Tuesday, 20 November 2012


2012, 12, Directed by Michael Hoffman
Starring: Colin Firth, Cameron Diaz, Alan Rickman, Tom Courtenay

A screwball crime-caper scripted by the Coen Brothers is a reason to generate excitement in even the most casual of film fans. Throw into the blender a mix-bag of talent, including British thesps Colin Firth and Alan Rickman, as well as a certifiable actress in Cameron Diaz, and what you have is a recipe for success. Right? Regrettably, not in Gambit’s case. 

Heavily reliant on these three A-listers to deliver the frankly sketchy dialogue, director Michael Hoffman (One Fine Day, The Last Station) has the right intent. There will be those that find it easy to slate the film's wayward storytelling and plot, which follows Firth’s art curator Harry Deane, who enlists the aid a Texas rodeo queen as done by Diaz in order to con his pugnacious boss, Lionel Shabhander (a more eccentric-than-ever Rickman) in a scheme involving an ancient piece of art, a lion, Japanese translators and Colin Firth trouser-less on a balcony at the Savoy for what seems to be the entire running time. Perhaps Gambit juggles too many poorly executed running gags; the stakes are too high for a film that comes close to some form of hilarity, but never quite succeeds. When a grin is raised as Firth's Deane stumbles around the Savoy in his boxer shorts, it feels like a guilty one.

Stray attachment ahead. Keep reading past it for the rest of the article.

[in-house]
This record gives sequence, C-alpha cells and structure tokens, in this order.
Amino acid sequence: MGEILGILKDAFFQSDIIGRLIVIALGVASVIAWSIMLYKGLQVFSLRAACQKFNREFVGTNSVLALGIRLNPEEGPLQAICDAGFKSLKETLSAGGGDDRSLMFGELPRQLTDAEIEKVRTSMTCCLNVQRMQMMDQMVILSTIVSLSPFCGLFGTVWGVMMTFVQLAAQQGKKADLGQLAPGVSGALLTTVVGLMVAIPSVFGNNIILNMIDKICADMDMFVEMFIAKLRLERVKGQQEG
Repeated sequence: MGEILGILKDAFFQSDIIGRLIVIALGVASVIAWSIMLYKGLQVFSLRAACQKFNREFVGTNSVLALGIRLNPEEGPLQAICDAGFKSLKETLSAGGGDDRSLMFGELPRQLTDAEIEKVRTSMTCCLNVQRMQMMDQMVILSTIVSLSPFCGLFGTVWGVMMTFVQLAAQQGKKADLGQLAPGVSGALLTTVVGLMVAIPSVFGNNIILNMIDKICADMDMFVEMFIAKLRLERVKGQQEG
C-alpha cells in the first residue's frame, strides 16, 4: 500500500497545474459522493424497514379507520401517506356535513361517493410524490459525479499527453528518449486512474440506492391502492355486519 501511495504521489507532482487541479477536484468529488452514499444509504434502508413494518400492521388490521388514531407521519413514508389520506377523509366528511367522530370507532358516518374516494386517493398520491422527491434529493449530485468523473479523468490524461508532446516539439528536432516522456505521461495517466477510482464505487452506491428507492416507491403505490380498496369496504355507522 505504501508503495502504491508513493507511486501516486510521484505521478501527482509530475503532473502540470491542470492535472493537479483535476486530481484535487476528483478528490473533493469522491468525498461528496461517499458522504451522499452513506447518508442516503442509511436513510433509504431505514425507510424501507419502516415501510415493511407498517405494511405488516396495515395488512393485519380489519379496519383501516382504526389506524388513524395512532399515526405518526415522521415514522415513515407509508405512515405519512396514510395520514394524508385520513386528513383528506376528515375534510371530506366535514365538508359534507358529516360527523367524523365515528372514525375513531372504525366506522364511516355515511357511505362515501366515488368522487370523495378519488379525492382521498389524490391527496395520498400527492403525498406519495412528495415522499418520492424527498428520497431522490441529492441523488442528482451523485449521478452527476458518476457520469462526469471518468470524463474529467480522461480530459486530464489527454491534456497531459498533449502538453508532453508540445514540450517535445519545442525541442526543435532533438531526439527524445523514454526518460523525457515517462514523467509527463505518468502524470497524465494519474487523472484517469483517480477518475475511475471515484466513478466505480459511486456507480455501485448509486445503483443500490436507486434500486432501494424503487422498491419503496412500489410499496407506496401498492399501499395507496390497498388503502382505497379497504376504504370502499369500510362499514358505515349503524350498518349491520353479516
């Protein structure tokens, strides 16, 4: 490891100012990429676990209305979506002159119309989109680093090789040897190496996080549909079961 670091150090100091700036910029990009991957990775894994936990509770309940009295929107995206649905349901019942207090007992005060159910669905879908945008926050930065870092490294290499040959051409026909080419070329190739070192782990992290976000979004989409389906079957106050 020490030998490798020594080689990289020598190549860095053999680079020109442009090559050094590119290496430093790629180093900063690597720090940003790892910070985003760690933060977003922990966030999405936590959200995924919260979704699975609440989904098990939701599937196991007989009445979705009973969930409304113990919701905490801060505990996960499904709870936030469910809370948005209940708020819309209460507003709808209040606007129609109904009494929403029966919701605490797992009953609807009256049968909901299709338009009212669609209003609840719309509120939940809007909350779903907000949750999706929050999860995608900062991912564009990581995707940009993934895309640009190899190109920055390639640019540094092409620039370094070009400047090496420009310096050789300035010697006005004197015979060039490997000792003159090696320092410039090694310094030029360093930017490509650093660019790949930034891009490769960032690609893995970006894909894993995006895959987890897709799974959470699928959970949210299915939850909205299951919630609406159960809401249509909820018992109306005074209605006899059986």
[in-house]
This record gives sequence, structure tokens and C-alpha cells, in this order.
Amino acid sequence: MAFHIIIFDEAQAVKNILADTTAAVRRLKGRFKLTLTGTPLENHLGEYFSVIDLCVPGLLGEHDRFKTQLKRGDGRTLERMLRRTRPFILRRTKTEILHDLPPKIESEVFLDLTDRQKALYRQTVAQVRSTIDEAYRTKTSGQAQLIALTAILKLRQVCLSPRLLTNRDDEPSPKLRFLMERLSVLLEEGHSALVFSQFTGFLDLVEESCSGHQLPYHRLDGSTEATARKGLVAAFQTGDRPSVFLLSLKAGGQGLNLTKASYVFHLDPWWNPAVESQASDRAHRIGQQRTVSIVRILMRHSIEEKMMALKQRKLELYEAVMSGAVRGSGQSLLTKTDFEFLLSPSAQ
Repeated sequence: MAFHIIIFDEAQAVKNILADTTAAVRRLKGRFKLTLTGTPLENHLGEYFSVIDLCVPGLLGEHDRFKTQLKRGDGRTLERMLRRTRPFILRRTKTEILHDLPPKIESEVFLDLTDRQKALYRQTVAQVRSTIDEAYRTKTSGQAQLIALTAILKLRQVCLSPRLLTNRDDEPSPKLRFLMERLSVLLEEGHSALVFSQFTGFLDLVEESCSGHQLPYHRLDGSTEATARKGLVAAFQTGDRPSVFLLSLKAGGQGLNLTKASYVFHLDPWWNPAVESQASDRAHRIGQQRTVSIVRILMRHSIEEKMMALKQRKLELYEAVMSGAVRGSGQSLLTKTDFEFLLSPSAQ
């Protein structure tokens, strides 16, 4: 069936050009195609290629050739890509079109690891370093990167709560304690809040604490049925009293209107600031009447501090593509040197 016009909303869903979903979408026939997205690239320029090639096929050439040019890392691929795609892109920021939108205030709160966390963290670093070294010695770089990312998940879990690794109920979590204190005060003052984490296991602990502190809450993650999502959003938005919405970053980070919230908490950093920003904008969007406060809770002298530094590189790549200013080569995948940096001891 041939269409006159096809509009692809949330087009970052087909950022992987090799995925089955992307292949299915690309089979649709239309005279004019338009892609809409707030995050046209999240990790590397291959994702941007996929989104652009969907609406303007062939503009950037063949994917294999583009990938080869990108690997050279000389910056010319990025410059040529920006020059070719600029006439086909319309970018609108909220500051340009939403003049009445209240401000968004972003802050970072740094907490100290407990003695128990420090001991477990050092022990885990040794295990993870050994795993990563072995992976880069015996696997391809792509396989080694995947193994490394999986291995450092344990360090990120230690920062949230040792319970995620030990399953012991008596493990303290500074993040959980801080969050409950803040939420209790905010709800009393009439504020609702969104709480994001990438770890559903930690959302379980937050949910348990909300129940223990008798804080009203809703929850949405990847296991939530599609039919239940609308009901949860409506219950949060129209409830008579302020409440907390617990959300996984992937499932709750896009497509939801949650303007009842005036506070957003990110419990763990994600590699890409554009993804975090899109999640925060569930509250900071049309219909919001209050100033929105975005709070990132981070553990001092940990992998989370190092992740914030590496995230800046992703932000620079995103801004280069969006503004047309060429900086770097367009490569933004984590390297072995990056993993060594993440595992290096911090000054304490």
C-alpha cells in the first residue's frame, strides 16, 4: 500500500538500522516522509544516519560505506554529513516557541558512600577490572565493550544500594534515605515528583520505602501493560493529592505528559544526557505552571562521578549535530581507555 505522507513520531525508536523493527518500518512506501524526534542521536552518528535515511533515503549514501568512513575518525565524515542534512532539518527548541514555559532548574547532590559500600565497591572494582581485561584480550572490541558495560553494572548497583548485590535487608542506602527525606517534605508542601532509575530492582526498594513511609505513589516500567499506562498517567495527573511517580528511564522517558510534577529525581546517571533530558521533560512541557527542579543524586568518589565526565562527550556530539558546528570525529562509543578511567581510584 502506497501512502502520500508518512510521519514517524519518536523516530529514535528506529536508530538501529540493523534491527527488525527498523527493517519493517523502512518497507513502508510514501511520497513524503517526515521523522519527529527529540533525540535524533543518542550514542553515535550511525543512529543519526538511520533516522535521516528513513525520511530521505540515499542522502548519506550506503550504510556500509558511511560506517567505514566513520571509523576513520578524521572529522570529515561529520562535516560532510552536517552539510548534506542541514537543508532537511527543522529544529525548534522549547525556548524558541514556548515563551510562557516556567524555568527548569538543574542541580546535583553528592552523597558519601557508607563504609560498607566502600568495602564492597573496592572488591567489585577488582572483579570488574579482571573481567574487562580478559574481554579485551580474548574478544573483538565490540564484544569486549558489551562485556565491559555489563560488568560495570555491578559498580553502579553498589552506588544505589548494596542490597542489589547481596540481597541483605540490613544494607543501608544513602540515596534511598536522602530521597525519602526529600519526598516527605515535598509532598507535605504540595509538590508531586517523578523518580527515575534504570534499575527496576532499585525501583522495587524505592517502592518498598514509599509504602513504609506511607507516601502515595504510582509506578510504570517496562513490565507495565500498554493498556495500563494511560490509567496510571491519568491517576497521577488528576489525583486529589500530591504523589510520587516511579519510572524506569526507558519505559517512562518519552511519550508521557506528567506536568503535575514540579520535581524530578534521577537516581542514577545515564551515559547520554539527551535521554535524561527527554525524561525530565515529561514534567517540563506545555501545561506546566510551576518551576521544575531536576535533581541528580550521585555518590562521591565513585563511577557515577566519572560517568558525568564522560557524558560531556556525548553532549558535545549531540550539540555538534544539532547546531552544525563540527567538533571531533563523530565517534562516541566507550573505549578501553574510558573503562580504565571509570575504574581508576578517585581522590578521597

Underneath its surface, there is a wry British charm in there somewhere, and although poorly constructed, these caricatures still let the hugely-famous actors escape with their popularity intact. So, not the success it could – well, should - have been; Gambit will hopefully not be guilty of staining the Coen Brothers’ admirable repertoire, but of suspecting itself to be something a whole lot better than it actually is.